Have you ever wanted to sell everything you own and just "take off?" Travel the country's back roads, paddle down a meandering stream, experience breath-taking mountain views, walk among 100-year old trees, and just marvel at America's beauty? That is the dream that my partner, Betsy, and I decided to make a reality. This blog describes our adventure. The food we eat, people we meet, sights we see, and the enjoyment we find in traveling.

Friday, December 14, 2012

Planes, Helicopters, and Funky Flying Machines

You don’t have to be in Tucson long before you realize there is a large Air Force base here.  Jet thrusters and helicopter rotors frequently cause us to look up in the sky and marvel at the flying machines as they cut through the clouds. 

Adjacent to the Davis-Monthan Air Force Base is the Pima Air and Space Museum.  It ranks as the third largest museum of its kind (behind the Smithsonian in Washington D.C. and Wright-Patterson in Dayton, OH).  There are over 300 air craft on a sprawling 80 acres.  Planes, helicopters, and other flying machines fill the large hangers and a myriad of exhibits guide you through a hundred years of aviation history.  As we were walking from hanger to hanger we were constantly distracted (in a good way) by all the air craft lurking in the boneyard.  They beckoned us to come for a closer look, especially the ones that said “United States of America” and were sporting baby blue paint or that were so big they did not look as if they could ever get off the ground.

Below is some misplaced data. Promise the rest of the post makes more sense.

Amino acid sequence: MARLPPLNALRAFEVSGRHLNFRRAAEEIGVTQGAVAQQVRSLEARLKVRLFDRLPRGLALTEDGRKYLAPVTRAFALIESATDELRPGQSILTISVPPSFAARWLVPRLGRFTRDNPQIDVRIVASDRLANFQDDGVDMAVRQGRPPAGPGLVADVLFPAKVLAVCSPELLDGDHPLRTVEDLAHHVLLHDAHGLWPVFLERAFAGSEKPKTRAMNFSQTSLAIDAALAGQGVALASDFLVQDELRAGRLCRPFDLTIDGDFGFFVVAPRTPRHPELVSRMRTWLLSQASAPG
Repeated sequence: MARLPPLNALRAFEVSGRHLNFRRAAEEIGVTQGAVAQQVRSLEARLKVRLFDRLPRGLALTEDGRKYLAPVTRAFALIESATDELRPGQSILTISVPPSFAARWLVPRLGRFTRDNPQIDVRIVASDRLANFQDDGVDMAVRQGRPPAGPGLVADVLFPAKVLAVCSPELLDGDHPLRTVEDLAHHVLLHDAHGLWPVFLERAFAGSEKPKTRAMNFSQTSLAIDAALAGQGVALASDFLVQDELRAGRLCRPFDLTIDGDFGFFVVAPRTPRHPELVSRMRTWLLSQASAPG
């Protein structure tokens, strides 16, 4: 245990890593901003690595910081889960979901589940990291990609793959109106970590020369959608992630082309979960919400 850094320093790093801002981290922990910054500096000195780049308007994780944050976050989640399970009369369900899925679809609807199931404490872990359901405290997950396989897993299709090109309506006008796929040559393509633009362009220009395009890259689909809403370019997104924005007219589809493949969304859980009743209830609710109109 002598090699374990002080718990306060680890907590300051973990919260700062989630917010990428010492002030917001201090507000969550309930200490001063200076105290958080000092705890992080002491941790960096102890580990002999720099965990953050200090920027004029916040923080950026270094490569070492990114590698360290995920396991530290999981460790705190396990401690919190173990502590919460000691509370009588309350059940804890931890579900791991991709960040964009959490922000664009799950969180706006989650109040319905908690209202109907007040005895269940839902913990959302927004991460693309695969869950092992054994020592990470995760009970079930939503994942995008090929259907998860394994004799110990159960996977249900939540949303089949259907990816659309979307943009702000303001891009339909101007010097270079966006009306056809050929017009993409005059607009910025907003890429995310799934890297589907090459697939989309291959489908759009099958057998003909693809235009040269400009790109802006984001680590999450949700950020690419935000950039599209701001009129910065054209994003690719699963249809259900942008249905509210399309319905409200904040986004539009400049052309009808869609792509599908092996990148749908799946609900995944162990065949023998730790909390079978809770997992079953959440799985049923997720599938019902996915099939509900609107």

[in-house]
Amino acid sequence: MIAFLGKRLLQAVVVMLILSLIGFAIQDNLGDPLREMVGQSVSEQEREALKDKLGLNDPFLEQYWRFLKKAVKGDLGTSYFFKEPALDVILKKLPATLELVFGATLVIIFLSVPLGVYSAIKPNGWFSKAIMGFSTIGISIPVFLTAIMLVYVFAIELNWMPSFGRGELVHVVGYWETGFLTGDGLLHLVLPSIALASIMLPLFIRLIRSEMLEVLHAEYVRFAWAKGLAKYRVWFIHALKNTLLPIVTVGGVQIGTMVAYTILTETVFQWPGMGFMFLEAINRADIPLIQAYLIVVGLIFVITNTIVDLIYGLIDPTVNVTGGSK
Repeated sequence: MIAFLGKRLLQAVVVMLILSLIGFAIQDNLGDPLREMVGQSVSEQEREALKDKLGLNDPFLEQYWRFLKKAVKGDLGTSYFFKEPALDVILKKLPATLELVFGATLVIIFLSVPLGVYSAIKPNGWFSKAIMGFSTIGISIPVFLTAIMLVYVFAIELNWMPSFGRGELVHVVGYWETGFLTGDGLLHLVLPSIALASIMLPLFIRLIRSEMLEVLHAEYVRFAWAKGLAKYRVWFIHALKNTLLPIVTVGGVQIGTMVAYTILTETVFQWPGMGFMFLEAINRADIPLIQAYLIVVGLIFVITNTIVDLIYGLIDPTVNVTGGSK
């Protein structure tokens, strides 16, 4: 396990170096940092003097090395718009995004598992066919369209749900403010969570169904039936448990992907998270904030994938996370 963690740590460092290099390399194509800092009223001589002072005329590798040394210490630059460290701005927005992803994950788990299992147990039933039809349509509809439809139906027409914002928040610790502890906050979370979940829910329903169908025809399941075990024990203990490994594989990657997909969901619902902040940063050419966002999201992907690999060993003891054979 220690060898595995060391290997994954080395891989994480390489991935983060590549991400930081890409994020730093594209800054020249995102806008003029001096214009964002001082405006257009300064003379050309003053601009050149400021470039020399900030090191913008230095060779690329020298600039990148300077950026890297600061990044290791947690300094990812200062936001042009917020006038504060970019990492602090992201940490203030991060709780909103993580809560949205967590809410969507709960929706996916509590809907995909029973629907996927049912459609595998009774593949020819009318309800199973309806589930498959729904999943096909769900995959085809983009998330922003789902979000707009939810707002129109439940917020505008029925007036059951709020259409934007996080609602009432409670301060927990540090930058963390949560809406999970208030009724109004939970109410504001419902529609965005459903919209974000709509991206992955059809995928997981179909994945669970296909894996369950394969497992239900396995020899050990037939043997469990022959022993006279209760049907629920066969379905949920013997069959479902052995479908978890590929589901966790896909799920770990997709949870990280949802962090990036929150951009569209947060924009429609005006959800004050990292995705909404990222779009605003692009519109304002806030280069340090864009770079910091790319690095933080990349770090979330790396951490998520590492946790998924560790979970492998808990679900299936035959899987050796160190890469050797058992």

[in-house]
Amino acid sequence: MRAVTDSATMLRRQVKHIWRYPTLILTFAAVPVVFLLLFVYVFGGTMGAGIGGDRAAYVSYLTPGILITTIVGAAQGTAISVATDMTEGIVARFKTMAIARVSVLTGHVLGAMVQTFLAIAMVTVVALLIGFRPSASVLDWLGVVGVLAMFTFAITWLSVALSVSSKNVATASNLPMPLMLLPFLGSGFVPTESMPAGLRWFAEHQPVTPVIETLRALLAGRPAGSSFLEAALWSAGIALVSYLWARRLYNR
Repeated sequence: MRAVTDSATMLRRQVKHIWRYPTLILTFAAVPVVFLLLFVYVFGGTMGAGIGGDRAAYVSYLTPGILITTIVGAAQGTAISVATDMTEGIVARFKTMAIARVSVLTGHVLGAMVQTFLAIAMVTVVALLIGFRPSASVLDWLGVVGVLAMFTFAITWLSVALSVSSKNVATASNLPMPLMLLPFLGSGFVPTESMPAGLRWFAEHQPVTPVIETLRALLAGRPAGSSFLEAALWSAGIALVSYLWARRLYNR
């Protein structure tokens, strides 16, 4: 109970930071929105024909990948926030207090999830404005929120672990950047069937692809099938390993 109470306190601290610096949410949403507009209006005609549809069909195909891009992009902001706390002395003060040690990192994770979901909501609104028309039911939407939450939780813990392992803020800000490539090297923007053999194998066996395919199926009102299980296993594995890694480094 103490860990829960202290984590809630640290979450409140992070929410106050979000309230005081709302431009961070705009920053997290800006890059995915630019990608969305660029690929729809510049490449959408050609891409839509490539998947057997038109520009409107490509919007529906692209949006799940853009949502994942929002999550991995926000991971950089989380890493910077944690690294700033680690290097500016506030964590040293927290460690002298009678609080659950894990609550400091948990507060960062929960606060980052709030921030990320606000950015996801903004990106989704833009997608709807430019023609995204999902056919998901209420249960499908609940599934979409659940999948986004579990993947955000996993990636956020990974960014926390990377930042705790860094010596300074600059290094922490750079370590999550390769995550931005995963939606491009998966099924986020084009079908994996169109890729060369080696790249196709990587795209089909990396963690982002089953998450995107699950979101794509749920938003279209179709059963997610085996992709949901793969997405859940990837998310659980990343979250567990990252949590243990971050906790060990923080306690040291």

One of our favorite exhibits was that of "nose art."  You know...the pretty ladies with large busts that decorate the front of a plane.  Or the ones painted with menacing eyes and fangs that threaten all who look at it.  Nose art ranges from official designs to unofficial (this probably includes the topless ladies) that were meant to boost morale and provide a sense of identity for the crew and mission.

Who wouldn't be afraid of Liz the Pistol Packin' Mama?

We spent a couple of hours wandering amongst the planes and perusing the exhibits but felt very glad that our method of travel is by wheels hitting the pavement and not wings in the air.  

Scattered throughout the air craft are various exhibits that tell the story of life for pilots.
The "Bumble Bee" The Bumble Bee was designed and built for the sole purpose of taking the record for the world's smallest aircraft.  Barely enough room for a pilot.
The "Huey" helicopter which was used extensively during the Vietnam War.
One could spend a whole day at the museum if you listen to all the videos and oral histories. 
The B-24J Liberator - the most widely produced air craft during WWII with a range of 2,100 miles.
Many, many more aircraft are scattered about.


  1. We loved that museum. As we were walking through it Michael had his Dad (bomber on B29 WWII)on the phone telling him what we were seeing and his Dad would tell us other things to look for in the planes.

    1. It was really great how many docents they had that were really to explain the aircraft. That's great that Michael's dad got to experience it with you via phone.


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